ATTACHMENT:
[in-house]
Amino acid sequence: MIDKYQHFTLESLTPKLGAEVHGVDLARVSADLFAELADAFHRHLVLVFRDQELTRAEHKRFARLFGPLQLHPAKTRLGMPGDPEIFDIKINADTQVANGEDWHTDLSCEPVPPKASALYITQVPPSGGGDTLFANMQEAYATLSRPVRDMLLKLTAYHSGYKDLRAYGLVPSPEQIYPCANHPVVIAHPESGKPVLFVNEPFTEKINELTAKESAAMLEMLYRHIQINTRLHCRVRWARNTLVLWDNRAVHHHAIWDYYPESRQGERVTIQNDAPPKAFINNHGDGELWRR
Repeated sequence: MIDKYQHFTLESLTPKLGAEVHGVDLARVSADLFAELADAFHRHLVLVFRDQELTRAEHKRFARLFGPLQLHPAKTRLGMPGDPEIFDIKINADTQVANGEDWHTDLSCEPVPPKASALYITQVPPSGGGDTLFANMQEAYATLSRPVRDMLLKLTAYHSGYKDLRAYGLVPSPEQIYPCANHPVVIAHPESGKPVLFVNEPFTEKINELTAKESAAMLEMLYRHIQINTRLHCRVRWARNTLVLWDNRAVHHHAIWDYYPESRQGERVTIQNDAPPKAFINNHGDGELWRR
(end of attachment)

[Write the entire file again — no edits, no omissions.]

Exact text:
[in-house]
Amino acid sequence: MIDKYQHFTLESLTPKLGAEVHGVDLARVSADLFAELADAFHRHLVLVFRDQELTRAEHKRFARLFGPLQLHPAKTRLGMPGDPEIFDIKINADTQVANGEDWHTDLSCEPVPPKASALYITQVPPSGGGDTLFANMQEAYATLSRPVRDMLLKLTAYHSGYKDLRAYGLVPSPEQIYPCANHPVVIAHPESGKPVLFVNEPFTEKINELTAKESAAMLEMLYRHIQINTRLHCRVRWARNTLVLWDNRAVHHHAIWDYYPESRQGERVTIQNDAPPKAFINNHGDGELWRR
Repeated sequence: MIDKYQHFTLESLTPKLGAEVHGVDLARVSADLFAELADAFHRHLVLVFRDQELTRAEHKRFARLFGPLQLHPAKTRLGMPGDPEIFDIKINADTQVANGEDWHTDLSCEPVPPKASALYITQVPPSGGGDTLFANMQEAYATLSRPVRDMLLKLTAYHSGYKDLRAYGLVPSPEQIYPCANHPVVIAHPESGKPVLFVNEPFTEKINELTAKESAAMLEMLYRHIQINTRLHCRVRWARNTLVLWDNRAVHHHAIWDYYPESRQGERVTIQNDAPPKAFINNHGDGELWRR